Why is Thiel not wearing his authentic-looking sheepskin in your picture? Let’s see now the Wall Street Journal reported that Merrill Lynch was raising fees on their investment clients and that financial advisors/ers (that’s pseudo financial advisors/ers, aka brokers) need to inform clients by 2015 of the increase in fees. Of course that information will be buried in some plain vanilla letter (probably one of the wirehouse’s “happy” letters).

Let’s see now, then it was reported that—Merrill Lynch is dangling a new incentive in front of its brokers by creating a “recognition club” for those who bring in $8 million or more a year from clients, more than doubling the top goals set by its securities industry rivals.—Now that will push that thundering herd of brokers (that’s pseudo financial advisors/ers) to kick in those fee increases sooner rather than later. Sneaky but good move, Thiel. They won’t wait until 2015 to kick in those fees. That carrot is just too tempting. It’s downright irresistible. Think siren’s song.

Then Mr. Thiel made the rounds to ask the pseudo financial advisors/ers (that’s brokers) to ask themselves “What’s your noble purpose?” How sweet.

Would someone please remind Mr. Thiel that he works at a wirehouse and…Behavior rewarded is behavior repeated, a leopard does not change its spots, and if you tell me how you are paid, I will tell you how you will behave.

Teresa Vollenweider

Teresa Vollenweider

June 19, 2014 — 12:38 AM

Better name for Merrill Lynch Clear is Merrill Lynch Opaque or Merrill Lynch Cloudy or Merrill Lynch Dark.

Grant Barger

Grant Barger

June 19, 2014 — 1:45 AM
Brooke,

Another great article… You continue to vigilantly document the evolution of this industry from the perspectives of all parties involved. (Especially in the comments, never delete those!) Complete transparency is the only way in which to restructure an industry that has proven itself devoid of trust (Top down, nothing personal.) since its inception. Keep tearing down the walls, Brooke and soon everyone will be able to take a peak behind the curtain. Thanks, for your continued stewardship within and for the financial services industry.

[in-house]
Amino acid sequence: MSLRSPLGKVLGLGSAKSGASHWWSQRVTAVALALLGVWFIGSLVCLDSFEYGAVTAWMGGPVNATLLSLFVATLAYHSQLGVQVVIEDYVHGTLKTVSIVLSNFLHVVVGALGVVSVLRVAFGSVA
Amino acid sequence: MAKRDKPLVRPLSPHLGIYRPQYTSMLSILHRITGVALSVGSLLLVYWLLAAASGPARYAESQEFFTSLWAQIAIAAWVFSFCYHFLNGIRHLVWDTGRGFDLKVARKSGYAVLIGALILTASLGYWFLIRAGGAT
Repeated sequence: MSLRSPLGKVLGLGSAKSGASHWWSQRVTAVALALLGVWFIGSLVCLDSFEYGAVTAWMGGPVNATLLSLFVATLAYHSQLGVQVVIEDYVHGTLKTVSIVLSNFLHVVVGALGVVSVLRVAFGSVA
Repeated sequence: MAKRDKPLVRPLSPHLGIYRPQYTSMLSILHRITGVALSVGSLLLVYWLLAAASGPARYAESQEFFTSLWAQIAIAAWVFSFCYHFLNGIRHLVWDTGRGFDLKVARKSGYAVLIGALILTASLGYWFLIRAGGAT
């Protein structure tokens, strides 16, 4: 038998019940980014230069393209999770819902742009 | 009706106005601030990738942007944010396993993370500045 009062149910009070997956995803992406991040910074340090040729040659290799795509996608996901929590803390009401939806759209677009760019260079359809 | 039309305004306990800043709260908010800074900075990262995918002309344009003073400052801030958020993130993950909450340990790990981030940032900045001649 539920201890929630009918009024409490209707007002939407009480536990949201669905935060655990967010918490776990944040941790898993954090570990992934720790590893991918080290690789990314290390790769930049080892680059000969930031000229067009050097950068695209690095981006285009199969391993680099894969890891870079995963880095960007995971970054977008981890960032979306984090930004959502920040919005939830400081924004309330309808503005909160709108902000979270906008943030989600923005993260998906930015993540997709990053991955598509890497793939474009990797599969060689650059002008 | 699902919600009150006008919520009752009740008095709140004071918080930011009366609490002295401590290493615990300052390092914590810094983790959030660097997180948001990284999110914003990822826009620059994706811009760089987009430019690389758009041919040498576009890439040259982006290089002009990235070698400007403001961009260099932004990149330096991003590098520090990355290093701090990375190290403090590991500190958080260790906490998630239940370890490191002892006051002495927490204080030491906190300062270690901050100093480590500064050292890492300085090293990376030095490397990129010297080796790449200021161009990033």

GB

Brooke Southall

Brooke Southall

June 19, 2014 — 8:58 PM

Thank you, Grant, and the commenters who helped spark your comment.

Appreciated!

Brooke

Ron Rhoades

Ron Rhoades

June 20, 2014 — 6:36 PM

Great article, that highlights just another evolution of the path in which the warehouses build trust, and a fiduciary relationship as a result, then seek to “remove the fiduciary hat” via disclaimers and agreements and turn around and sell expensive, and often proprietary, products.

The broker-dealer firms are pulling out all the strings to market themselves as trusted advisors, while heavily lobbying against the application of the fiduciary standard. Hopefully, the SEC will WAKE ITSELF UP someday and: 1) Rule that those who provide financial advice are fiduciaries, however they are registered; 2) Declare that once you are a fiduciary, you remain a fiduciary to that client;’ 3) Not permit core fiduciary obligations to a client to be waived (since when would a client ever provide informed consent to be harmed).

In the meantime, bona fide fiduciaries will need to distinguish themselves, through educating clients to ask all the right questions of financial services providers – and getting clear answers in writing.

Brooke Southall

Brooke Southall

June 20, 2014 — 6:44 PM

Ron,

Thank you for adding your thoughts but I am hoping you might elaborate. What exactly does it mean in point 2 that once you are a fiduciary that you remain one? In what instances would the ground shift under a client’s feet and how is that currently, implicitly or otherwise, permitted?

Brooke